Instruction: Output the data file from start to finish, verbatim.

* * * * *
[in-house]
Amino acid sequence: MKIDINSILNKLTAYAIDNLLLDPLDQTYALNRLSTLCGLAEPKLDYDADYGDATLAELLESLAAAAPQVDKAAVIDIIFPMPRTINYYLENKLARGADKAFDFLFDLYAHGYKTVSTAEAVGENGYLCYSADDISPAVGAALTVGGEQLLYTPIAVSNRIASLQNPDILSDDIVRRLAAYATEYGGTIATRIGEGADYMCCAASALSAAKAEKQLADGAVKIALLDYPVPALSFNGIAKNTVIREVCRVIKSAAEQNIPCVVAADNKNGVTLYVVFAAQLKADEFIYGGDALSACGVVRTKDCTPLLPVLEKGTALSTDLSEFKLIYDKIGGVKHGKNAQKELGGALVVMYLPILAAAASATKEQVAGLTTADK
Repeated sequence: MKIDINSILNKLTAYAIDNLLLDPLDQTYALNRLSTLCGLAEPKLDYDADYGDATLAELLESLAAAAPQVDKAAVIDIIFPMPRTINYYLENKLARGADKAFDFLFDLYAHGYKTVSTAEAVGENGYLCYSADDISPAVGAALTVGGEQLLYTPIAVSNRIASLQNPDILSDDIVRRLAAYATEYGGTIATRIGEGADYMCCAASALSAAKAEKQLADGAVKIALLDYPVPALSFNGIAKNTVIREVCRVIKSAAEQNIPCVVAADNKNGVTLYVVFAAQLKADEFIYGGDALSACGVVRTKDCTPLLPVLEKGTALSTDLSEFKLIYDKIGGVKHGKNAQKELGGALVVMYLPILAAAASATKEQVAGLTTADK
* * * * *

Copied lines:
[in-house]
Amino acid sequence: MKIDINSILNKLTAYAIDNLLLDPLDQTYALNRLSTLCGLAEPKLDYDADYGDATLAELLESLAAAAPQVDKAAVIDIIFPMPRTINYYLENKLARGADKAFDFLFDLYAHGYKTVSTAEAVGENGYLCYSADDISPAVGAALTVGGEQLLYTPIAVSNRIASLQNPDILSDDIVRRLAAYATEYGGTIATRIGEGADYMCCAASALSAAKAEKQLADGAVKIALLDYPVPALSFNGIAKNTVIREVCRVIKSAAEQNIPCVVAADNKNGVTLYVVFAAQLKADEFIYGGDALSACGVVRTKDCTPLLPVLEKGTALSTDLSEFKLIYDKIGGVKHGKNAQKELGGALVVMYLPILAAAASATKEQVAGLTTADK
Repeated sequence: MKIDINSILNKLTAYAIDNLLLDPLDQTYALNRLSTLCGLAEPKLDYDADYGDATLAELLESLAAAAPQVDKAAVIDIIFPMPRTINYYLENKLARGADKAFDFLFDLYAHGYKTVSTAEAVGENGYLCYSADDISPAVGAALTVGGEQLLYTPIAVSNRIASLQNPDILSDDIVRRLAAYATEYGGTIATRIGEGADYMCCAASALSAAKAEKQLADGAVKIALLDYPVPALSFNGIAKNTVIREVCRVIKSAAEQNIPCVVAADNKNGVTLYVVFAAQLKADEFIYGGDALSACGVVRTKDCTPLLPVLEKGTALSTDLSEFKLIYDKIGGVKHGKNAQKELGGALVVMYLPILAAAASATKEQVAGLTTADK